Let's focus more on Britain now. Foreign Trade stayed fairly constant in the time period given, in terms of the fact it was at 30% of GNP in 1870s and also at this level in 1913. As a bit of background, it was at 10% in the 1830s and 17% in the 1850s. During 1870 and 1913 foreign trade as a percentage of GNP did fall, but it recovered just before the First World War. The majority of this foreign trade was in the form of manufactured goods, although it was declining. For example, 56% of exports in 1870 were textiles but textiles only made up 37% in 1910. As far as imports go, we imported a lot of food and raw materials because we weren't self sufficient in these, apart from coal.
We'll move on to the balance of payments position for Britain now. Before 1914, imports exceeded exports. Exports of goods only made up two thirds of our imports between 1870 and 1900. However, it wasn't all bad because Britain had a very sophisticated 'invisible' sector for this time; this comprised of business services and overseas investment. With the exports of these included in the mix Britain actually ran a surplus which increased between 1851 and 1913. We have many reasons as to why a lot of funds were leaving the country in terms of these 'invisible' goods, they are split into two groups: 'pushing' funds out factors and 'pulling factors'.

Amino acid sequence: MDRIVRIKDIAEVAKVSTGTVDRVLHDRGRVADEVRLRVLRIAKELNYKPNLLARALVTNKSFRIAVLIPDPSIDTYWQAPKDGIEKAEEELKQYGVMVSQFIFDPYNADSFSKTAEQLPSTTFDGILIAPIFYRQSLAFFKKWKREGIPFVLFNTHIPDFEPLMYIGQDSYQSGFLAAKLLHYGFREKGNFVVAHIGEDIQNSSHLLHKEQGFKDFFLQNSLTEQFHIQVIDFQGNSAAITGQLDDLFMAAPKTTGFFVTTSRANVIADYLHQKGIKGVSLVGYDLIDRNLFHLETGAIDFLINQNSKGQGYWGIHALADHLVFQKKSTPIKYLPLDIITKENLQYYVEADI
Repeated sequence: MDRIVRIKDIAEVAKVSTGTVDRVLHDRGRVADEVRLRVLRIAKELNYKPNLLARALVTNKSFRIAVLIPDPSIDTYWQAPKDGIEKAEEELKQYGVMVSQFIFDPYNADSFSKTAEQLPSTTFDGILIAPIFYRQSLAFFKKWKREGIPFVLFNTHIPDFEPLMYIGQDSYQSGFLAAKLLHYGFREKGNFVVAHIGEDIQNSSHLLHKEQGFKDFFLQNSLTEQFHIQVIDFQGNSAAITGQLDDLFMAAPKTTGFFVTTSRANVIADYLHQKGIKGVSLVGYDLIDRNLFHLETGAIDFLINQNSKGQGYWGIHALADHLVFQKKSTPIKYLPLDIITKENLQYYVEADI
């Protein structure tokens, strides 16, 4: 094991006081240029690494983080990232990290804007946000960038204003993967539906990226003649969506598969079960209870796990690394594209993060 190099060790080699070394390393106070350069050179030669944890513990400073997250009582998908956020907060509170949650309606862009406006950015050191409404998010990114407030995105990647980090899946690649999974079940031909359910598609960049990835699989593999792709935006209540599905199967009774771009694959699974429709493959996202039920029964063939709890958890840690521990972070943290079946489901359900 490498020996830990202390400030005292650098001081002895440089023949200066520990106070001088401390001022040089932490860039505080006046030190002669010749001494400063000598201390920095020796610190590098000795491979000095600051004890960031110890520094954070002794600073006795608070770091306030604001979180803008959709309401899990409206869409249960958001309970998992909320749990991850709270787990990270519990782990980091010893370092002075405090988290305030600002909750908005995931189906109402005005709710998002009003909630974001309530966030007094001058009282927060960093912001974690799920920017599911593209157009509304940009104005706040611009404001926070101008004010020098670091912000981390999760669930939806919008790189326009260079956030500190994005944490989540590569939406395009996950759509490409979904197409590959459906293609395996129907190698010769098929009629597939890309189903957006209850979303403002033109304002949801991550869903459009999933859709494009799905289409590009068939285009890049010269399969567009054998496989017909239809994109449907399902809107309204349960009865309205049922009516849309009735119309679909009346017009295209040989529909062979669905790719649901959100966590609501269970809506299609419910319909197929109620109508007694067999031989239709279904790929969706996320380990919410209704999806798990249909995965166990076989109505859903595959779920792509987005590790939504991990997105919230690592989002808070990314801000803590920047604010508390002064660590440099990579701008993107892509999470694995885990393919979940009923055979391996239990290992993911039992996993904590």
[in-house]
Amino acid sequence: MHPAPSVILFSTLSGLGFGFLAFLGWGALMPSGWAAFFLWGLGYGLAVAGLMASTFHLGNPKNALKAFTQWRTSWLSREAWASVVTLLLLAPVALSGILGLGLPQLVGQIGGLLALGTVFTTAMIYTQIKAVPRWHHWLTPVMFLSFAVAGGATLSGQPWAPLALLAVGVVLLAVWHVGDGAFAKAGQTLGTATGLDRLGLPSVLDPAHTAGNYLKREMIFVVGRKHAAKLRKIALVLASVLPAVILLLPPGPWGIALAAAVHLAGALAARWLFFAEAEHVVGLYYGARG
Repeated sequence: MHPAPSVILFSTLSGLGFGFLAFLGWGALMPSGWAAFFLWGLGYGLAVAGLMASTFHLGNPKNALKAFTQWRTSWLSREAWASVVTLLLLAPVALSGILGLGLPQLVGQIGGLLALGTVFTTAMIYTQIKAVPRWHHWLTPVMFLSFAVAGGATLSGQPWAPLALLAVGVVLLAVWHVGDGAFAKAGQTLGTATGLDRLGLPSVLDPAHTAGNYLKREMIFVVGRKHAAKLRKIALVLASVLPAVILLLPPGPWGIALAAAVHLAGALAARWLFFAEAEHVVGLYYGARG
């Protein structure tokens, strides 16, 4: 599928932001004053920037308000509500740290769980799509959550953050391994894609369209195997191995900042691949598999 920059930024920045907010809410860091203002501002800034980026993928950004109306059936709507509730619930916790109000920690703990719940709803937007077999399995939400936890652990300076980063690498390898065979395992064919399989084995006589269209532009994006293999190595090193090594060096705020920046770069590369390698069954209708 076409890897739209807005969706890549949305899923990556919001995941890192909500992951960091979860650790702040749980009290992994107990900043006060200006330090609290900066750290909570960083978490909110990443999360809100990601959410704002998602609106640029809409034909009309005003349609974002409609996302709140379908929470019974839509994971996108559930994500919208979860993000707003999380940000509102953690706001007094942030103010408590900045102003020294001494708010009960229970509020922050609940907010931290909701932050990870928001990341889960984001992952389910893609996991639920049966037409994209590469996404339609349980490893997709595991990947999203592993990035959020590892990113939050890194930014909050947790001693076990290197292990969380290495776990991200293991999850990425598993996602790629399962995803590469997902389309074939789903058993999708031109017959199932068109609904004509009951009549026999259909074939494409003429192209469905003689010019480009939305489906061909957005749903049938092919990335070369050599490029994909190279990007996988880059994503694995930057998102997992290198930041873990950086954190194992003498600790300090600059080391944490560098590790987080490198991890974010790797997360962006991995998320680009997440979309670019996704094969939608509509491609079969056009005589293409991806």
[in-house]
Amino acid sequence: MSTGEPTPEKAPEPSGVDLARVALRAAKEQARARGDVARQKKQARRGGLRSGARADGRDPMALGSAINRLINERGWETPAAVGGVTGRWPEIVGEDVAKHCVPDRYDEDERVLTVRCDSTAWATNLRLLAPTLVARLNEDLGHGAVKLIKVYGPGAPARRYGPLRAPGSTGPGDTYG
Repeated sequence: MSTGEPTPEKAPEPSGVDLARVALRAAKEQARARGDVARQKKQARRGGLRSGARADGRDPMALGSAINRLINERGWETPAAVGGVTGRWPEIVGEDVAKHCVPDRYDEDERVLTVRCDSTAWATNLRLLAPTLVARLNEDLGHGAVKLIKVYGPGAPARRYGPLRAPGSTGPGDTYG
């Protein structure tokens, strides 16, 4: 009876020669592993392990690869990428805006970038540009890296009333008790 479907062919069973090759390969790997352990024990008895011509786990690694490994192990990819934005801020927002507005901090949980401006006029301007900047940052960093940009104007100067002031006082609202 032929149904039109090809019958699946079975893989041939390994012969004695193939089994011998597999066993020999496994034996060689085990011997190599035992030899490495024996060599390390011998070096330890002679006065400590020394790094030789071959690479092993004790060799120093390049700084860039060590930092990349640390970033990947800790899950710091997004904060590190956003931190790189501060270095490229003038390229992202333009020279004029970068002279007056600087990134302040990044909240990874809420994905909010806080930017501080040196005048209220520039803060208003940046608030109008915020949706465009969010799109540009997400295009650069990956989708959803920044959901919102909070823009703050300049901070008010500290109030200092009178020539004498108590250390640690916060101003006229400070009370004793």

'Pushing' funds out factors are basically the factors in Britain that meant it was in the best interests of investors to send their money abroad. They include:
- The safe investments in Britain gave very poor returns compared to the equivalent abroad.
- High return investments in Britain were all very high risk.
- Large infrastructure spending abroad because of industrialisation.
- Overseas governments were issuing bonds with returns of 4-5% in comparison to the 2% return in Britain.